To address potential gaps noted in patient monitoring in the hospital, a novel patient behavior detection system using mmWave radar and deep convolution neural network (CNN), which supports the simultaneous recognition of multiple patients' behaviors in real-time, is proposed. In this study, we use an mmWave radar to track multiple patients and detect the scattering point cloud of each one. For each patient, the Doppler pattern of the point cloud over a time period is collected as the behavior signature. A three-layer CNN model is created to classify the behavior for each patient. The tracking and point clouds detection algorithm was also implemented on an mmWave radar hardware platform with an embedded graphics processing unit (GPU) board to collect Doppler pattern and run the CNN model. A training dataset of six types of behavior were collected, over a long duration, to train the model using Adam optimizer with an objective to minimize cross-entropy loss function. Lastly, the system was tested for real-time operation and obtained a very good inference accuracy when predicting each patient's behavior in a two-patient scenario.
Prior work has demonstrated that question classification (QC), recognizing the problem domain of a question, can help answer it more accurately. However, developing strong QC algorithms has been hindered by the limited size and complexity of annotated data available. To address this, we present the largest challenge dataset for QC, containing 7,787 science exam questions paired with detailed classification labels from a fine-grained hierarchical taxonomy of 406 problem domains. We then show that a BERT-based model trained on this dataset achieves a large (+0.12 MAP) gain compared with previous methods, while also achieving state-of-the-art performance on benchmark open-domain and biomedical QC datasets. Finally, we show that using this model's predictions of question topic significantly improves the accuracy of a question answering system by +1.7% P@1, with substantial future gains possible as QC performance improves.
The advent of automated machine learning platforms has expanded the access and availability of algorithmic interpretation over the past several years. But how do the different machine learning platforms stack up from a performance perspective? That's the question that researchers from Arizona State University sought to answer. As the market for machine learning platforms expands, users are naturally inclined to seek sources of information to rank and rate the various options that are available to them. Which systems are the easiest to use?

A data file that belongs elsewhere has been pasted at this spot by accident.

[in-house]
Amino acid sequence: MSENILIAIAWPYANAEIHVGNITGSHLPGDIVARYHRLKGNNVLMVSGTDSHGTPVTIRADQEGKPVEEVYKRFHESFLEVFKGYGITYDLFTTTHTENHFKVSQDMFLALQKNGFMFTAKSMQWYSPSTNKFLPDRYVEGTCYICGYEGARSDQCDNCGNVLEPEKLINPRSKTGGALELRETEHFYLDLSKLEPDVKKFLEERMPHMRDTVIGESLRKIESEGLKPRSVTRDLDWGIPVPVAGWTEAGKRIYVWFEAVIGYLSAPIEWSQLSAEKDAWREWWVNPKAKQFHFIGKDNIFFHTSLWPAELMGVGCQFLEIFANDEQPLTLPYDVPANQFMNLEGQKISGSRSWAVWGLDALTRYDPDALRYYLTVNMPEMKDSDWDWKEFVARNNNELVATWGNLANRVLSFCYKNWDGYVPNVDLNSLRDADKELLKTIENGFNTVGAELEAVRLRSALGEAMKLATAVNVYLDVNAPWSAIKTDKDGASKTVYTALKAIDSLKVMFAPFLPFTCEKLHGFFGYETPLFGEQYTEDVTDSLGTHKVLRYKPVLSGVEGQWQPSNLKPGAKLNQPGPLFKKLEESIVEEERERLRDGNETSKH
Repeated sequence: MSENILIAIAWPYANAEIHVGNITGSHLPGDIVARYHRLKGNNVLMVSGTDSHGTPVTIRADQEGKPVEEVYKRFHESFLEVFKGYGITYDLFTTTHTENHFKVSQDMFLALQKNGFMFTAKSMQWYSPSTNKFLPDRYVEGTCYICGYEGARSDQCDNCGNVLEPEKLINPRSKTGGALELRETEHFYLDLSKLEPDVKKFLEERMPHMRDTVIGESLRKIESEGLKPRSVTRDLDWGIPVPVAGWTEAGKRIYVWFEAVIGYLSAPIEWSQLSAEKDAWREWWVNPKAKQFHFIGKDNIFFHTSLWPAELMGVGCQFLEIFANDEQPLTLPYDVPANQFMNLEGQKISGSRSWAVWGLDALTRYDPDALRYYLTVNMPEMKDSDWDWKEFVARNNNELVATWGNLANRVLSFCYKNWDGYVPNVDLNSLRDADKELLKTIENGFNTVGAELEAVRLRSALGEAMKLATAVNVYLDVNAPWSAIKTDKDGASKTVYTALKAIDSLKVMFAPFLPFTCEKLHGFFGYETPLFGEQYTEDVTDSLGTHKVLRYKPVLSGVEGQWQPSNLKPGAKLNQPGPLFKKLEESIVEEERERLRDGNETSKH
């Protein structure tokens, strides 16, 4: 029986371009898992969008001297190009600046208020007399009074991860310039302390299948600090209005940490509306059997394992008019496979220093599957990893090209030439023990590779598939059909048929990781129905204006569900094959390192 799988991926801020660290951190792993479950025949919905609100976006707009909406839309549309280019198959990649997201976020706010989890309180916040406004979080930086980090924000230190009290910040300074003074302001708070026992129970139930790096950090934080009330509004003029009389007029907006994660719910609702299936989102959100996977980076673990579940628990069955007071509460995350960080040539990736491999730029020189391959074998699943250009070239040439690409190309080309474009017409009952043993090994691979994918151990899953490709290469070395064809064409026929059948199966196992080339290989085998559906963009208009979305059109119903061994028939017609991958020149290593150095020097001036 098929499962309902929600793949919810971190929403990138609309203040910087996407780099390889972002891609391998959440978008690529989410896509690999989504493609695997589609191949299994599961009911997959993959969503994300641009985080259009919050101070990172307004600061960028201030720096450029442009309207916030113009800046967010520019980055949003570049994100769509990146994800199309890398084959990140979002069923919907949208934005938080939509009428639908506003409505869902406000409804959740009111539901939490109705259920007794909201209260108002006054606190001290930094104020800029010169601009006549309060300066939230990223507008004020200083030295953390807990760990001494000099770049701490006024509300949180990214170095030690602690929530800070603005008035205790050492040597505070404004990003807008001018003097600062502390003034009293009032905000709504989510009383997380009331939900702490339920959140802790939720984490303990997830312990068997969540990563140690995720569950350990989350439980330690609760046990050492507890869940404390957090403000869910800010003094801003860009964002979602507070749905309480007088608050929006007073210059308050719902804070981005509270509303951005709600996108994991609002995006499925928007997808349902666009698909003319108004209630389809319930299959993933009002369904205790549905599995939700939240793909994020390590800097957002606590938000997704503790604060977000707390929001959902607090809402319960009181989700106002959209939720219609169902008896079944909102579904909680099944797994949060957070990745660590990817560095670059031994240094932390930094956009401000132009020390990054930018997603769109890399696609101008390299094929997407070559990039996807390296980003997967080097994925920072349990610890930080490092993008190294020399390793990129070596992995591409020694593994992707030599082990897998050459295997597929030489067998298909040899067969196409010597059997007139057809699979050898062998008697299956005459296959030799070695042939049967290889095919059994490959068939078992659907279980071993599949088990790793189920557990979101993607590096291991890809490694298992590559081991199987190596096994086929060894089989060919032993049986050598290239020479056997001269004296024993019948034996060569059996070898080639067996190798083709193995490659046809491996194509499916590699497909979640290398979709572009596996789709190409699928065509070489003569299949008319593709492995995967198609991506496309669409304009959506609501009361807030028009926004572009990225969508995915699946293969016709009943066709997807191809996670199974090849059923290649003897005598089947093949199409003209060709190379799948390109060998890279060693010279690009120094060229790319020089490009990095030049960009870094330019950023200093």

Specifically, using PL/Python, one can bring in countless Python libraries to process data close to the database. Here I will talk about my efforts to bring in the functionality of PySAL, a spatial analytics library written in Python and developed largely by Serge Rey, et al. at Arizona State University. PySAL makes available robust exploratory spatial data analysis related to spatial cluster and outlier detection, hotspot detection, spatial regression, and much more. Besides the wrappers we wrote for PySAL, we have written classes for bringing in machine learning methods such as random forest, linear regression, support vector machines, and neural networks from scikit-learn and Tensorflow. This talk will specifically cover the challenges we encountered programming in the PL/Python environment, collaborations with some of the PySAL developers, and the power of having spatial statistics and machine learning capabilities baked right into a cloud database.
Join us live with Marcus Lemonis at Thought Leaders Arizona on May 24. We've all heard it by now: Data scientists have the century's sexiest job and they're here to save your business with their big data expertise. Everyone wants to hire one. But what are the chances you'll stumble across an actual data scientist unicorn who just happens to be a perfect fit for your business? The thing about data science is that it draws from dozens of fields, including machine learning, data mining, analytics and artificial intelligence.
We introduce an online tensor decomposition based approach for two latent variable modeling problems namely, (1) community detection, in which we learn the latent communities that the social actors in social networks belong to, and (2) topic modeling, in which we infer hidden topics of text articles. We consider decomposition of moment tensors using stochastic gradient descent. We conduct optimization of multilinear operations in SGD and avoid directly forming the tensors, to save computational and storage costs. We present optimized algorithm in two platforms. Our GPU-based implementation exploits the parallelism of SIMD architectures to allow for maximum speed-up by a careful optimization of storage and data transfer, whereas our CPU-based implementation uses efficient sparse matrix computations and is suitable for large sparse datasets. For the community detection problem, we demonstrate accuracy and computational efficiency on Facebook, Yelp and DBLP datasets, and for the topic modeling problem, we also demonstrate good performance on the New York Times dataset. We compare our results to the state-of-the-art algorithms such as the variational method, and report a gain of accuracy and a gain of several orders of magnitude in the execution time.